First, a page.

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Bridlington: Yorkshire's Boating Resort
Bridlington's appeal: Its Unfailing Vivacity
According to a well-known witticism, it is futile to take coals to Newcastle. A simile would be to attempt to introduce the name of Bridlington to the great holiday-making public of, say, Yorkshire and Lancashire. Most people, however, are at least familiar with its earlier epithet, Burlington, and still larger numbers know of Bridlington even if they have not made its actual acquaintance. Not to be aware of the existence of Bridlington is tantamount to an admission of geographical ignorance, for it is favourably situated on the margin of a beautiful bay of the same name, formed by the mighty Headland of Flamborough, of which every boy and every girl, properly brought up, learns in school days. The best of maps, however, is decidedly limited in its capacity to 'inform.' Likewise the most explicit guide book must necessarily fall far short of conveying one-half of which a place is like: its peculiar 'atmpsphere,' the spirit of the place, the depth of its appeal, all these must be felt by experience, or they are not felt at all. Who then is to convince one as to how much is missed by the individual who has not been to Bridlington?
This paragraph is the first of a number which praise Bridlington in the 1915 "Official Guide to Bridlington."
The next paragraph mentions "a host of delights crystallised in that terse modernism 'the Seaside,' so topically expressed in the ever-catchy songs, and understood to mean a perfect riot of enjoyment.
"The inhabitants of the industrial capitals of Britain, no matter where situated, look to their annual seaside holiday to have an enlivening as well as a physically invigorating influence. They desire to laugh and laugh heartily. Laughter is the best of all tonics; they are wise; it keeps the doctor away. And they come to 'Dear old Brid' to laugh.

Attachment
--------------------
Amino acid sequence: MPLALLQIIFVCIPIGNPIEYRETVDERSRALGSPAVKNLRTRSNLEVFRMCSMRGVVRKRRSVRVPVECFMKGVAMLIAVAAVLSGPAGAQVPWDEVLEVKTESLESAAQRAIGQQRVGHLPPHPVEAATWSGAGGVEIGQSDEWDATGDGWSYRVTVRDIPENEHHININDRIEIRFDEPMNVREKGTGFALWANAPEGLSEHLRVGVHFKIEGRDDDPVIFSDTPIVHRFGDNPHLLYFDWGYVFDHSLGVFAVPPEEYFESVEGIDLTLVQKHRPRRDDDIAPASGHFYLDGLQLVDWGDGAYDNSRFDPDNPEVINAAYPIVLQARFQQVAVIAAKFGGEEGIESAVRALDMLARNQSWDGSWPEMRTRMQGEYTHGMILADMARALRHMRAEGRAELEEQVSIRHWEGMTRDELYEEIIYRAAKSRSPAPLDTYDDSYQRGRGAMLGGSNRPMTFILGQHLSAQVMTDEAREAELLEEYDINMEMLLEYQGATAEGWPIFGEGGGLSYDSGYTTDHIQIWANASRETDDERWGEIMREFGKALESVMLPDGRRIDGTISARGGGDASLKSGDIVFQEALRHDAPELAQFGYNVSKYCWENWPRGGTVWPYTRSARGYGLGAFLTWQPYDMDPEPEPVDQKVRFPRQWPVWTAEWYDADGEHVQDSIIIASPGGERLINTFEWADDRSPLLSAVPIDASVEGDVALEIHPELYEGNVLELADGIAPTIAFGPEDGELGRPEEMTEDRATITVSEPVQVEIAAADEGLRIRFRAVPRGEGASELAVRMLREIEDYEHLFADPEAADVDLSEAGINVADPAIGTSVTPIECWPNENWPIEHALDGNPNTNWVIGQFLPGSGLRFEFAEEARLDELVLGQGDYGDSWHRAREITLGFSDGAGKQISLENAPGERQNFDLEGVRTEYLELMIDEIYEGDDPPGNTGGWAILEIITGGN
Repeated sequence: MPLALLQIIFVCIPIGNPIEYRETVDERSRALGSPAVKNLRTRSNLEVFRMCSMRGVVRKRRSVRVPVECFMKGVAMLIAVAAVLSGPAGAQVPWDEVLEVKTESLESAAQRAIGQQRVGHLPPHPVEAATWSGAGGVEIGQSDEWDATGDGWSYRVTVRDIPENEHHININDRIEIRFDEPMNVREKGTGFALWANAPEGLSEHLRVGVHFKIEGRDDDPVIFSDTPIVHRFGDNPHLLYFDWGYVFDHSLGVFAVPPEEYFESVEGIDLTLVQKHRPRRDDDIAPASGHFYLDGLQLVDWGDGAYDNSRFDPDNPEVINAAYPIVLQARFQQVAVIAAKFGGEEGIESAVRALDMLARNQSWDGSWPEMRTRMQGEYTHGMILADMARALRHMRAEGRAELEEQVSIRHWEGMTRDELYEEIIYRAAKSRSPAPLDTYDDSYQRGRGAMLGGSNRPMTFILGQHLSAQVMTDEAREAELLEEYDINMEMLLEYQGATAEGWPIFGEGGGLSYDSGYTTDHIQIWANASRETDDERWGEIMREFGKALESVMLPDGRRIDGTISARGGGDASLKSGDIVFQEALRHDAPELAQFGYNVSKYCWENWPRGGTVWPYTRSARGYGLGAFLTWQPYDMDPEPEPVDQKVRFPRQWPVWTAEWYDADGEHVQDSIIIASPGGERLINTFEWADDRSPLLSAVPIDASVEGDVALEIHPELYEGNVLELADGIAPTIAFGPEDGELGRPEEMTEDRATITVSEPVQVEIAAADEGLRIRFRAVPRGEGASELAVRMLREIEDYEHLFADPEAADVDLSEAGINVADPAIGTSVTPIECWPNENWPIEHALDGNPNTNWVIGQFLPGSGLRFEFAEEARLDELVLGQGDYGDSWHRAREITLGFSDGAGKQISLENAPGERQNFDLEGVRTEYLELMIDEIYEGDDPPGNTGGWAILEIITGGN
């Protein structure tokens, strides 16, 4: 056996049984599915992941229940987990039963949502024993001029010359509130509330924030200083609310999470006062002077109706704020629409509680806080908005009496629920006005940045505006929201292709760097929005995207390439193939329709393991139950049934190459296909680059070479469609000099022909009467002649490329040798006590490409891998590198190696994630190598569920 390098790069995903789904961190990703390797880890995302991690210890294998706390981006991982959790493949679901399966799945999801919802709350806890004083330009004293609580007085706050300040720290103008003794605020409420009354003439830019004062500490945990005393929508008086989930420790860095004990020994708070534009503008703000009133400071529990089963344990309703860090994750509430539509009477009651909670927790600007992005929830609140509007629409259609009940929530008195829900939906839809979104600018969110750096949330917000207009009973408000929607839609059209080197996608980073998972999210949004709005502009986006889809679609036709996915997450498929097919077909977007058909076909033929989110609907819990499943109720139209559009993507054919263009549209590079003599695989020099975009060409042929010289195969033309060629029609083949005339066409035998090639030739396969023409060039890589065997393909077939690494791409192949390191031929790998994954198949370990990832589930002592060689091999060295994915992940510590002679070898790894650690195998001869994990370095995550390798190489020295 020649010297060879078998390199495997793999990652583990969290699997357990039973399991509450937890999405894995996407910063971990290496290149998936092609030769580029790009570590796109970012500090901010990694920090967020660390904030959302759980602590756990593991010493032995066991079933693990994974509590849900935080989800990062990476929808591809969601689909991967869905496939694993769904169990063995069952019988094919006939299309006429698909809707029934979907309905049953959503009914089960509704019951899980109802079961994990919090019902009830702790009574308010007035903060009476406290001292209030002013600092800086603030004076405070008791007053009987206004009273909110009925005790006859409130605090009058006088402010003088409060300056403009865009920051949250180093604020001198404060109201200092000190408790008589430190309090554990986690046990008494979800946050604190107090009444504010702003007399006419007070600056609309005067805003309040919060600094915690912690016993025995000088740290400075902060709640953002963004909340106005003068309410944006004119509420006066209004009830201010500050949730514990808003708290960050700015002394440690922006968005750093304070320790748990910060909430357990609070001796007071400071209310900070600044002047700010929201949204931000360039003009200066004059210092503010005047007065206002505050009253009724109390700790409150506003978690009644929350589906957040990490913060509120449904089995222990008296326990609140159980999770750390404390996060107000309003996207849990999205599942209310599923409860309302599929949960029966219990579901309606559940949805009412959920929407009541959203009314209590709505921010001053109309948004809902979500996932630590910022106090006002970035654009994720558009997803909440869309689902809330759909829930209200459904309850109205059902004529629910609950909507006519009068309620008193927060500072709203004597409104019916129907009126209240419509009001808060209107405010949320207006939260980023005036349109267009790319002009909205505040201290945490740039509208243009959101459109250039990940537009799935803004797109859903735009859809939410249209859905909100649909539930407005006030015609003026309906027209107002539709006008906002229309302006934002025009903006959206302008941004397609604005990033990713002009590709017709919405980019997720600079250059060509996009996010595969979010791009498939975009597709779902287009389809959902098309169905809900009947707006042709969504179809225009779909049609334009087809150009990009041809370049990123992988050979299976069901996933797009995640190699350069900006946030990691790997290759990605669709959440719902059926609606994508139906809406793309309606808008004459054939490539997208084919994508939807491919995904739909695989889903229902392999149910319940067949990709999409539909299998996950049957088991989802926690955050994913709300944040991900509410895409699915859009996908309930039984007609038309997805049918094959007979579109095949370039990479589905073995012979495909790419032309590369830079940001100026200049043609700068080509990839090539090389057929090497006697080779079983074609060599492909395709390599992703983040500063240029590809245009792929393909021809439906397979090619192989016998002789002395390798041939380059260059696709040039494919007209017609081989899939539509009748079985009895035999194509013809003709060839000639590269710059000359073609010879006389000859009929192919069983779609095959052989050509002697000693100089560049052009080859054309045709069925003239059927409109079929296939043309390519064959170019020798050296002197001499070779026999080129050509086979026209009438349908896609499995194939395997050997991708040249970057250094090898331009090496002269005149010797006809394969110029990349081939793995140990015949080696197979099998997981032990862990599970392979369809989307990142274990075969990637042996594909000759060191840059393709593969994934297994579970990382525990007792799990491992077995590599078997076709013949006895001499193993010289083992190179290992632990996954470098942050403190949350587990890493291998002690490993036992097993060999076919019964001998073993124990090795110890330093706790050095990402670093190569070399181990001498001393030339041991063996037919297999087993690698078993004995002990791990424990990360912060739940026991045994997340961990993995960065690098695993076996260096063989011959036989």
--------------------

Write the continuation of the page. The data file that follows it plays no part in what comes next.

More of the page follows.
"Yes," they say, "You must come to dear, bright, breezy old Brid."
The Royal Prince's Parade is described as "at all times a scene of animation and wholesome pleasure," noting that Prince Albert Victor opened the Alexandra Sea Wall on 20th July 1888. Readers are entranced by the "alluring fascination when in the magic evening hours it twinkles with a thousand witching 'eyes' and the moon hangs like a huge Oriental lamp in the sky, spreading its 'long glories' upon the breast of the sea."
On the south shore, readers are told about the New Spa with its dome, "which has a roof of glass, and has accommodation for 3,000 people. It is luxuriantly hung with baskets of flowering plants and creepers."
The Oriental Café receives attention in the brochure, as "it ranks as one of the attractions of Bridlington and this is nothing more than it thoroughly deserves; it is indeed recognised as one of the assets of the town. It has a truly Eastern atmosphere, combining comfort with elegance, the aroma of excellent coffee and so forth, and the charms of music and song." The Royal Victoria Rooms" are fitted up as a high-class picture house, and as such are much frequented."
Another attraction featured in the brochure are the sands. "It would be of little service attempting to enumerate the fascinations of wading and castle building, listening to the Pierrots and buying hokey-pokey (ice cream) and other 'coolers,' or resting on the splendid terraces or playing cricket and other games."
Under the heading 'Sailing,' we learn that there are "no less than upwards of 180 rowing boats licensed for hire, and as many as 60 sailing cobles. A pleasure steamer also makes daily trips, sometimes as far as Scarborough."
"One of the sights of Bridlington" is the twice-weekly open-air market. "The market affords great pleasure to visitors, and they certainly rejoice to find the town so well supplied with the dairy and other produce of the Wolds farms. Bargaining is quite a feature, and not a little amusement derived therefrom, for the plain Yorkshire folk from the Wolds are by no means as green as may be supposed. Busy days, but happy days."
In the advertising section of the brochure, the Brunswick Family and Commercial Hotel, the Alexandra Hotel, the Manchester Private Hotel, the Londesborough First-Class Family and Commercial Hotel, and the Rockville Private Hotel and Boarding House take full-page adverts. Harry Davis Furnishers, Brigham Photographers, and Foley's Restaurants and Café follow the hotels.
An advertisement for the Leeds Permanent Benefit Building Society urges readers to increase their savings during the war, claiming the best means of saving is by shares or deposits in the Society.